Brighter Messaging
half green growing tree, half dried up brown tree

Business Unfiltered: 8 hard truths about running a small business

I started Brighter Messaging out of a desire to help people who were saying things like, “I know I need to show up online, but I have no idea how to do it,” or “No one can find me on Google.” Reflecting on the last few years, I’d like to get real about the rocky road of running a small business.

According to the Small Business Administration (SBA), there are over 31 million small businesses in the United States, employing close to half of the private sector workforce. How do they all do it? Well, starting a business is the easy part; successfully running a small business is another matter.

With this in mind, here are 8 hard truths that shouldn’t get lost in the perceived glamor of being an entrepreneur.

1. You have to understand who you’re selling to

I want to empower talented people to do great work for wonderful clients. That means we aren’t the right fit for every client or every creative professional out there. Not everyone is your customer, and that’s ok! Your business isn’t a one-size-fits-all solution. You have to understand who you’re selling to—whose problems can you solve better than any of your competitors? Focus on their pain points and craft solutions that genuinely address them.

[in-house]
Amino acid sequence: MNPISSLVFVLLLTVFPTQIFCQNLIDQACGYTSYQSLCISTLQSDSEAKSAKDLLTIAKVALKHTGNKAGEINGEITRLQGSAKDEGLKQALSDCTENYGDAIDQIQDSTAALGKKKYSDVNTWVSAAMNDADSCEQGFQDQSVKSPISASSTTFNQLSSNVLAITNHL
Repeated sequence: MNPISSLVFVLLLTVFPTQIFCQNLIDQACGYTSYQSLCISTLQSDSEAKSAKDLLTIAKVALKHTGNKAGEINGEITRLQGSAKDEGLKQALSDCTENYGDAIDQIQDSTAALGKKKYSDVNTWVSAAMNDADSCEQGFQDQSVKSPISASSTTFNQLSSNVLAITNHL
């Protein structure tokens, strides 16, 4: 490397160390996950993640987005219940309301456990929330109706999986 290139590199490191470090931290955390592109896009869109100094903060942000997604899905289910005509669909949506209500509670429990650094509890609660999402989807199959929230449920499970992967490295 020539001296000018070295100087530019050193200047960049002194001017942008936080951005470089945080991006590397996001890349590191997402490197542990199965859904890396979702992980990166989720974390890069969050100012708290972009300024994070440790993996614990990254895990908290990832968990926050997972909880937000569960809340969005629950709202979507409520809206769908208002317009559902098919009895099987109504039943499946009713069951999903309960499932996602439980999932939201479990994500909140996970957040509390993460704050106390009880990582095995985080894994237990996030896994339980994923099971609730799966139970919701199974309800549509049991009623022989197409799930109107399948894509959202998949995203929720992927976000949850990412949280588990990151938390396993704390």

Don’t dilute your offerings to please everyone; be exceptional for those who matter most. If you can master that, your work running a small business will be mostly focused on empowering a team of people to be successful within the system you’ve created.

2. Your team members need you

Your team will rely on you, not only for a paycheck, but also for leadership and strong decision-making capabilities. You’ll need to steer the ship, nurture their growth, guide them through challenges, and empower them to contribute ideas. Invest in your team, and they’ll invest in the success of your business.

If you’re new as a leader of people or struggling to get everyone rowing together, check out Traction by Gino Wickman. Although we don’t follow the full EOS process, it’s been hugely influential to me in thinking about how to organize and accomplish our work.

3. You are your business’s biggest fan

No one else is going to care about your business as much as you do. Sure, your loved ones, employees, and clients want you to succeed, and that’s wonderful. When times get tough, however, it’s really you and only you (and your business partners, if you have them) who shoulders all responsibility and feels the pain of each typo. Your business is your vision, your passion project, your dream turned into reality—and it’s up to you to steer its future growth.